Fast DNS: Zone Apex Mapping & DNSSEC


Along with its DDoS resilience and impressive global footprint, Fast DNS affords zone administrators additional technical flexibility and implementation options. One example is Zone Apex Mapping (ZAM) — a feature that enables apex domains to be mapped directly to an Akamai edge IP. The popularity and appeal of ZAM does, however, prompt a number of questions about the technical specifics, such as: is ZAM interoperable with commonplace DNS extensions, like DNSSEC? The short answer is yes: outside of a few caveats which we will explore later in this article, Fast DNS zones can be authenticated with DNSSEC and retain the performance benefits of ZAM. We’ll explore the details of each feature and the interoperability limitations in the sections below. 

Zone Apex Mapping

The IETF specification requires a domain name’s zone apex  (eg. to be mapped to either an A or AAAA record in public DNS . This stipulation can prove burdensome, as CDNs and other services often require a hostname to be CNAMEd to an alias belonging to the third party; in Akamai’s case, this alias is called an edgehostname. Consequently, DNS lookups for apex hostnames typically resolve to an endpoint responsible for redirecting the request to a subdomain. This redirect is necessary since only subdomains can be CNAMEd to an Akamai edgehostname under the aforementioned DNS guidelines. While this is a common setup, this layer 7 redirect and subsequent CNAME lookup can add latency to a user’s web experience.

However, if a zone is hosted by Akamai’s Fast DNS platform with Zone Apex Mapping enabled, Akamai nameservers can directly return an A (or AAAA) record for an Akamai edge IP when an apex domain is queried by a resolver. Consequently, apex domains can be served through Akamai without violating any DNS standards.  

Even if the redirect to the subdomain is still preferred for SEO reasons (or otherwise), Zone Apex Mapping can facilitate a more performant architecture by enabling the possibility of issuing the layer 7 redirects on our edge network, which is typically closer to the end-user than the origin endpoint.

CNAME Optimization 

ZAM can be leveraged for subdomains as well, eliminating any latency associated with the “CNAME chain”. Without ZAM, subdomain lookups might traverse multiple CNAMEs to ultimately retrieve an A record associated with an Akamai edge server IP. With Zone Apex Mapping in place, Fast DNS nameservers can return this Akamai IP directly without any background queries or additional lookups–thus eliminating the CNAME chain. This optimization is possible because Fast DNS nameservers possess all the necessary mapping information in a consolidated table, and are thus able to immediately return an A or AAAA record associated with the optimal edge server.

DNSSEC and Apex Domain Workflow

Along with these performance optimizations, ZAM is compatible with DNSSEC, the protocol extension responsible for authenticating responses and preventing DNS poisoning attacks. With DNSSEC enabled on Fast DNS, each record is digitally signed by a public/private keypair, and successful decryption by a resolver indicates the zone’s data was not forged or manipulated by a malicious third party. While DNSSEC increases the amount of data transferred “over the wire,” Fast DNS’ global anycast network ensures responses remain performant and available for all end users.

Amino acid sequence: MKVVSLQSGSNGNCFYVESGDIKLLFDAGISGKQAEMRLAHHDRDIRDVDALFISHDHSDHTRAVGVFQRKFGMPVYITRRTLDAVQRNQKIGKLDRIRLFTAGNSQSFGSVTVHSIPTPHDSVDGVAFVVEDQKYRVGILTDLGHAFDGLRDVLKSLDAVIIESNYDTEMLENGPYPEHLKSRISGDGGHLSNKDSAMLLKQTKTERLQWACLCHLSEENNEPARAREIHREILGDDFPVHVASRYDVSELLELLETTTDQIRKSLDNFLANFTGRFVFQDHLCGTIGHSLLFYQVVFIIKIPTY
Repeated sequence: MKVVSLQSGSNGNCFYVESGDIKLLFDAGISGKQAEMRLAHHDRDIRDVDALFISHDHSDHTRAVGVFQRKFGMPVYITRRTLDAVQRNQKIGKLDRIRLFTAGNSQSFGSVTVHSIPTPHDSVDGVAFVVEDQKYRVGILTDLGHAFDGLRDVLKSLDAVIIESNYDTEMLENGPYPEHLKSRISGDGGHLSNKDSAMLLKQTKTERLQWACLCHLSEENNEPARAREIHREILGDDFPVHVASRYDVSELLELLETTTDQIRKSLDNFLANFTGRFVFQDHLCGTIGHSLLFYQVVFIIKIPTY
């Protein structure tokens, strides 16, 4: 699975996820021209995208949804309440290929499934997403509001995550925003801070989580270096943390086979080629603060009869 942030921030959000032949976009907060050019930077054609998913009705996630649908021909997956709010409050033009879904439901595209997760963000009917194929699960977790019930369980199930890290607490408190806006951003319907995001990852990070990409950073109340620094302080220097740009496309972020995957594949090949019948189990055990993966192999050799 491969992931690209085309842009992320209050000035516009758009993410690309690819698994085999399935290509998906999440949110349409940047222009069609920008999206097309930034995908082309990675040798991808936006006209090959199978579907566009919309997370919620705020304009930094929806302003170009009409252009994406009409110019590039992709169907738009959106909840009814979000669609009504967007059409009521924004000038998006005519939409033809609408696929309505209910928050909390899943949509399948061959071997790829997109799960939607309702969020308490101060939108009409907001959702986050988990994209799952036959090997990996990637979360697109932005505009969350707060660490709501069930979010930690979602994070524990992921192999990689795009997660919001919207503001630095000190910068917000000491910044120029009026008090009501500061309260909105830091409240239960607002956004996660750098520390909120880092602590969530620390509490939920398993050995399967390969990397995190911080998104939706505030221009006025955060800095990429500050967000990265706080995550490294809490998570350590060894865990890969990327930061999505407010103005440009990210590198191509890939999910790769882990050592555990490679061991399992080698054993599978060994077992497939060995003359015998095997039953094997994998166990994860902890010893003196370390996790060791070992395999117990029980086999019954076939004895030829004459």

There are specific implementation scenarios that will require additional input from an Akamai technical representative. For example, if a secondary Fast DNS implementation is preferred, further information about the primary architecture will be needed, as the primary service may include a similar type of apex Domain optimization that could complicate the workflow. In addition, zones that rely on multiple DNS authorities are not eligible for this combination of features. Since ZAM responses are determined at runtime, the zone admin cannot place dynamic answers into multiple providers as the resource record cannot be successfully signed. 

Future Protocols May Help

Emerging protocols hold promise in terms of enabling this model in a standard way across authoritative DNS providers. A good example is the proposed HTTPSSVC record type that would bind a service definition at the apex level (i.e., Using this new protocol, service definitions at the apex domain might look like this: 2H IN CNAME  2H IN HTTPSSVC 0 0  2H IN CNAME

Along with standardizing apex domain alias capabilities, the proposed HTTPSSVC standard could offer additional server details when a DNS response is returned (i.e. outside of just the IP address) with the goal of facilitating additional security and performance benefits. For example, the IETF draft outlines the opportunity to advertise whether the server supports TLS; with this information in hand, the client could automatically send the initial request over HTTPs to avoid any latent protocol-upgrade redirects, while simultaneously eliminating potential attack vectors. 


ZAM & DNSSEC are two primary examples of how Fast DNS guarantees responses are as performant and secure as possible.  The interoperability of these features affords zone owners additional functionality and flexibility when it comes to managing records. If you are interested in learning more, please contact your Akamai representative today.

Explore Akamai’s Diverse DNS-Oriented Solutions

If you find this blog useful, continue your exploration using the below references. Everything Akamai deploys depends on the DNS technology embedded in our Intelligent Edge™ Platform. Akamai build on this  to enable a range of services for domain owners:

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*** This is a Security Bloggers Network syndicated blog from The Akamai Blog authored by Sam Preston. Read the original post at: